historically because it is no longer used in everyday discourse,
but is instead learned only for ritual use, scholarly study,
or the preservation of an ancient literature. Classical Latin
and Sanskrit are two examples of dead languages. This situation
contrasts with a living language, in which old words die out,
new ones are added, and existing words change their meaning
continuously over time from one generation to the next, as
A. C. Baugh puts it (2).
DECADENCE, THE: A literary movement in the late Nineteenth Century associated with symbolism that
See discussion under declined
language or click here for example cases.
LANGUAGE: Also called a synthetic
language, or an inflected language,
a declined language is one in which word order is not as
important in making meaning as the use of inflections or declensions--special
endings stuck on the end of words--to indicate the case,
or how each word functions. These endings are called declensions,
a term that comes from the handwritten grammar charts used
by medieval monks who create a series of angled or declined
lines in specified patterns, and on these lines the students
would write the correct word-ending as part of grammar
exercises. Click here for further
See discussion under deconstruction.
An interpretive movement in literary theory that reached
apex in the 1970s. Deconstruction rejects absolute interpretations,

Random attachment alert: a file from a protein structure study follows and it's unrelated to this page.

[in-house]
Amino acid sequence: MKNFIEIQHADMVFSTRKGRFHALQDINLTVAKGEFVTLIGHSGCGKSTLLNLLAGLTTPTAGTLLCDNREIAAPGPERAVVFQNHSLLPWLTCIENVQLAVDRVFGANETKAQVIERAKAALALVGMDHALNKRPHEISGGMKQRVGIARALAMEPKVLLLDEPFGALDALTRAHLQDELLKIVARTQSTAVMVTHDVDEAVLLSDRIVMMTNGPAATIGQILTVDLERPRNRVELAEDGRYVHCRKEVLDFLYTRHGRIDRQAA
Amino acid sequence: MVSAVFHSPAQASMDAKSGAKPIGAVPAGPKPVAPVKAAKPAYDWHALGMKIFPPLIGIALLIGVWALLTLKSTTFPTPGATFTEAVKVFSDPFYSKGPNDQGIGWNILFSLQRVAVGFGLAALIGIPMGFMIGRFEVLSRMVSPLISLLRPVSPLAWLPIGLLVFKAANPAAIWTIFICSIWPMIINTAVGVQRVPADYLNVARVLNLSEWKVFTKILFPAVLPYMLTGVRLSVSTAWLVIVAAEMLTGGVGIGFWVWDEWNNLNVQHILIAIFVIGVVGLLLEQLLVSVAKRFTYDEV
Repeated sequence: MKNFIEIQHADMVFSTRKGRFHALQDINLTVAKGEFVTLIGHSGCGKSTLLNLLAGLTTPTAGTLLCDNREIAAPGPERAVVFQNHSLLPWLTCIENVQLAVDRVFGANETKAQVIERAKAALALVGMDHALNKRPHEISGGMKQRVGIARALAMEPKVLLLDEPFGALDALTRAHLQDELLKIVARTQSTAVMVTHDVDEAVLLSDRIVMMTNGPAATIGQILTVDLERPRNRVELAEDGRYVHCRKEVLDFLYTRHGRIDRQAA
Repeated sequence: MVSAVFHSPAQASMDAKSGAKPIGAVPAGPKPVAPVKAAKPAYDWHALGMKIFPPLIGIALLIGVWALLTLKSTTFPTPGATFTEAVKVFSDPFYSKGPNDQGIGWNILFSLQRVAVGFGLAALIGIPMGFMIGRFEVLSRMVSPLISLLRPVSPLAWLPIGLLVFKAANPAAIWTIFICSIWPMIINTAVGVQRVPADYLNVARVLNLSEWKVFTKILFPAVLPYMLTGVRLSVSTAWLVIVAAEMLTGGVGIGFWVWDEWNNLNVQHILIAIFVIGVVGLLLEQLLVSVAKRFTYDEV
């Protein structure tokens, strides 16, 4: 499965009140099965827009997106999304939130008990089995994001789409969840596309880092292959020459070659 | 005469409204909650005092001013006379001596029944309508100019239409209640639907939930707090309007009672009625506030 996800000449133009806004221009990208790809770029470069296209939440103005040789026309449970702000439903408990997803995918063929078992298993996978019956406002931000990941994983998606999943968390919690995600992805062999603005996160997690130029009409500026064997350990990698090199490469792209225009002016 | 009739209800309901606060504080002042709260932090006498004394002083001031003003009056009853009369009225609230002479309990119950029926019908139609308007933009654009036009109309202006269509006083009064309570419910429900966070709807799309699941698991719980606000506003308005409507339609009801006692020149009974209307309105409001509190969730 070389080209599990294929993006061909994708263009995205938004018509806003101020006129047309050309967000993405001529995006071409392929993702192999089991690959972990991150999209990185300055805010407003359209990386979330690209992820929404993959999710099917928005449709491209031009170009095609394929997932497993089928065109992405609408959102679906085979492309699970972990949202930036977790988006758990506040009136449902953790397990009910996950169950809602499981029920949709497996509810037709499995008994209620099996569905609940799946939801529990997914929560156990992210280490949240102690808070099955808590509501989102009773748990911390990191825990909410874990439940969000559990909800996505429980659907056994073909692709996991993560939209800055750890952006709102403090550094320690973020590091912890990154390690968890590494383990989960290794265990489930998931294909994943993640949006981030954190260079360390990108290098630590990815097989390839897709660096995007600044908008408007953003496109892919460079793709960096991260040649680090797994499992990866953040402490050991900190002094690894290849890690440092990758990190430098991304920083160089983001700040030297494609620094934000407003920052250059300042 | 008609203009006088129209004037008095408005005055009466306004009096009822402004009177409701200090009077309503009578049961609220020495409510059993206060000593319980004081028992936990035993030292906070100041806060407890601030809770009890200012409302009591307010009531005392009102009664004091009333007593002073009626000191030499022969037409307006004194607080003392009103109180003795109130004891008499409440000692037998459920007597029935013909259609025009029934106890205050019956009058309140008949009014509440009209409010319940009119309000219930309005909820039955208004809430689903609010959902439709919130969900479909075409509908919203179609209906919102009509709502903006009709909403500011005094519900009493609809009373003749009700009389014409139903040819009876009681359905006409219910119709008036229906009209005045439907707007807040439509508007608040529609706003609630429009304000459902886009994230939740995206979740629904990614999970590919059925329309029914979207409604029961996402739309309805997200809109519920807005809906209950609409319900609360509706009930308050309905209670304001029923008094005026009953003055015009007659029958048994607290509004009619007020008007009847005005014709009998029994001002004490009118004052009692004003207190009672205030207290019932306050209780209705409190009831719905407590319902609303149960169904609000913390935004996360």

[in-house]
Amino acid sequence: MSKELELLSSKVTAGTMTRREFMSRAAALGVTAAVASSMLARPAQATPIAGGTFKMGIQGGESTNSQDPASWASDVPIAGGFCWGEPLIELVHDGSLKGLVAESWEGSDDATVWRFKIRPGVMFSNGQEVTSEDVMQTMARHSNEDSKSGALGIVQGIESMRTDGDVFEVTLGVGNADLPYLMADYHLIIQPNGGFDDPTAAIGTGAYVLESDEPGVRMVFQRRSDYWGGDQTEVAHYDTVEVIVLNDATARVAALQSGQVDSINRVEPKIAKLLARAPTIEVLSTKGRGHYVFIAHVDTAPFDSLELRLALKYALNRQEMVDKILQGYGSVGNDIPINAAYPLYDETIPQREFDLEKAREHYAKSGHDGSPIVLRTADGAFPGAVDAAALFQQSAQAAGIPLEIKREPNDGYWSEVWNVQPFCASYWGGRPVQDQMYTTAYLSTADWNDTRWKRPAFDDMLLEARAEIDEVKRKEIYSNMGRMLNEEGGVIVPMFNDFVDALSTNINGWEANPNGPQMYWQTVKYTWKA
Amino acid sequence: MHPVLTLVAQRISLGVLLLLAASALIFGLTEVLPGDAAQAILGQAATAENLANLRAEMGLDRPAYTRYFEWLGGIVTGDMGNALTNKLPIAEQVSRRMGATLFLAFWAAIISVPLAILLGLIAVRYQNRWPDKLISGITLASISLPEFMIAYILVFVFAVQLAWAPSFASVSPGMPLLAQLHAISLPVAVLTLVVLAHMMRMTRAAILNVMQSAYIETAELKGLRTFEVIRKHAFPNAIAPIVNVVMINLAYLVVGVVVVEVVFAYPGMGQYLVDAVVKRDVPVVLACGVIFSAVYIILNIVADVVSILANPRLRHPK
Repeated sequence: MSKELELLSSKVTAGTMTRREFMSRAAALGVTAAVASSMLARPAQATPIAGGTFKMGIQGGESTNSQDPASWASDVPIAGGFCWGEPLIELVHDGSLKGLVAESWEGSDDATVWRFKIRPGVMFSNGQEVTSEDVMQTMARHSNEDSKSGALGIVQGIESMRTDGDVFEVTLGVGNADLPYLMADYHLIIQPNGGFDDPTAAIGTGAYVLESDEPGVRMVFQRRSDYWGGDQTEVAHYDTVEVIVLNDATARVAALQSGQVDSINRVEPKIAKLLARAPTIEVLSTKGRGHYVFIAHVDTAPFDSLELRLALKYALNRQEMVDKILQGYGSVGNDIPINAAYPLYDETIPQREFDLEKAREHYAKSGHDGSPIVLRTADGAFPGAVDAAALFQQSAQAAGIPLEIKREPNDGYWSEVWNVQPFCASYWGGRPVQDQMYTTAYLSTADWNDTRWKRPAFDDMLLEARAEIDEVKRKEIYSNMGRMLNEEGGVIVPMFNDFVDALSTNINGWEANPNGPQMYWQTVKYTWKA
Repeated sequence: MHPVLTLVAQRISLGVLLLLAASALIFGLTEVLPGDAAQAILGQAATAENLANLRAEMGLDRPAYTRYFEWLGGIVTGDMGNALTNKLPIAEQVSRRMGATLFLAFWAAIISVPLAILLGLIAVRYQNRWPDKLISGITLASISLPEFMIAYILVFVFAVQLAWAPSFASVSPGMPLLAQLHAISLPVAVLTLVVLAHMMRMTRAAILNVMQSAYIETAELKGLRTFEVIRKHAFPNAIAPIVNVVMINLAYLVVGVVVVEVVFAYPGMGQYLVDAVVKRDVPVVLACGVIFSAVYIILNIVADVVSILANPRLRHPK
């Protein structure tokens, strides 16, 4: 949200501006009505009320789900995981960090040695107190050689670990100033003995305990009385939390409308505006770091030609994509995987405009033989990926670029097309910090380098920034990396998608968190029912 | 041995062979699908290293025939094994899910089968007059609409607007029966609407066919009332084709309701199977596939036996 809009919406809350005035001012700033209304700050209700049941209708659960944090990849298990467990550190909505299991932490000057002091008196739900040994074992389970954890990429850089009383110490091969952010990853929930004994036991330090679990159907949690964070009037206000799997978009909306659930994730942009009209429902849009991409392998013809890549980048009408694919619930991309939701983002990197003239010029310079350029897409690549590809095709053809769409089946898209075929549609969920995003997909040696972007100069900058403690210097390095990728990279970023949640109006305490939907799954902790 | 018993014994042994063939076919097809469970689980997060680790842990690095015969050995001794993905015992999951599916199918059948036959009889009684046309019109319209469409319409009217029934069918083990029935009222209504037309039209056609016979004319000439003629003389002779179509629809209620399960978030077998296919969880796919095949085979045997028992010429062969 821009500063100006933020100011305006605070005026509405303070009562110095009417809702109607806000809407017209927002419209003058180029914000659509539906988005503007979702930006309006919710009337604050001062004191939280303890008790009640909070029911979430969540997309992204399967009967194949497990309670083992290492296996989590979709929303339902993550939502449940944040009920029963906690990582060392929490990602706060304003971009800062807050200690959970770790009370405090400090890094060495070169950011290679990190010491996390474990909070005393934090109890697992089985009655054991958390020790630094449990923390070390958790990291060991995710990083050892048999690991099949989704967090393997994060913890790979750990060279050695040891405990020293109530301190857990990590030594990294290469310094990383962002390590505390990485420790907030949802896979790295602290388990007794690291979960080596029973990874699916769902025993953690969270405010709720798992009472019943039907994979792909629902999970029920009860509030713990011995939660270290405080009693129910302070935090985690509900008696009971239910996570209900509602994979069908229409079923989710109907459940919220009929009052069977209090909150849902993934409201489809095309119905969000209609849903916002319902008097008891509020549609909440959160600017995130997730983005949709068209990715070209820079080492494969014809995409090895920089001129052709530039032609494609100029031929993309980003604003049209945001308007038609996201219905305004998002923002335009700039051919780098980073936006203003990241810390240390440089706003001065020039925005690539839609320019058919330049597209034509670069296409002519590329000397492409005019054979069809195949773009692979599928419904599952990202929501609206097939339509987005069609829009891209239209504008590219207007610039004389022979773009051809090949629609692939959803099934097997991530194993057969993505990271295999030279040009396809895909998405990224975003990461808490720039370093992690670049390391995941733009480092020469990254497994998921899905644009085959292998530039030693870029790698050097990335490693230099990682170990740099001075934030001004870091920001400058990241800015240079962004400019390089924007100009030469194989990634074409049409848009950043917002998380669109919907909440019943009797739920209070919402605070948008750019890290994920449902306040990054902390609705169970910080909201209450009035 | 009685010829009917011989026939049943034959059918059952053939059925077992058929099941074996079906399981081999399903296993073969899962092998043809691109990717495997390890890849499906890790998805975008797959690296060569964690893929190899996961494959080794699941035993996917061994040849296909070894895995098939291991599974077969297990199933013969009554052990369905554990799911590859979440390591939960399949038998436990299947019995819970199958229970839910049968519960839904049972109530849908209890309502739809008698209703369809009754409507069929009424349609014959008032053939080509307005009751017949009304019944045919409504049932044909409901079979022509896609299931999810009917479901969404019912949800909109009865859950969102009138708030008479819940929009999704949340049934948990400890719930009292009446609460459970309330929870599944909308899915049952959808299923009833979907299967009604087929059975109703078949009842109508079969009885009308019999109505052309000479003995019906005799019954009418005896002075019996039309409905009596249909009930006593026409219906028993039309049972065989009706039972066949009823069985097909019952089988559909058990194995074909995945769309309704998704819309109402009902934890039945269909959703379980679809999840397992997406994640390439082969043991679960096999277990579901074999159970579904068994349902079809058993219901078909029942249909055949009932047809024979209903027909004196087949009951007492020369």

stressing ambiguities and contradictions in literature.
grew out of the linguistic principles of De Saussure who
noted that many Indo-European
languages create meaning by binary opposites.
Verbal oppositions such as good/evil, light/dark,
up/down, and high/low
show a human tendency common transculturally to create
vocabulary as pairs of opposites, with one of the two
given positive connotations and the other word arbitrarily
given negative connotations. Deconstructionists carry
principle one step further by asserting that this tendency
is endemic to all words, and hence all literature. For
they might try to complicate literary interpretations by
revealing that "heroes" and "villains" often
have overlapping traits, or else they have traits that
because of the presence of the other. Hence these concepts
are unreliable in themselves as a basis for talking about
literature in any meaningful way. Oftentimes, detractors
of deconstruction argue that deconstructionists deny the
of literature, or assert that all literature is ultimately
meaningless. It would be more accurate to assert that
deny the absolute value of literature, and assert
that all literature is ultimately incapable of offering
meaning external to the "prison-house of language,"
which always embodies oppositional ideas within itself.
Deconstruction is symptomatic in many ways of postmodernism.
In the more
radical fringes of postmodernism,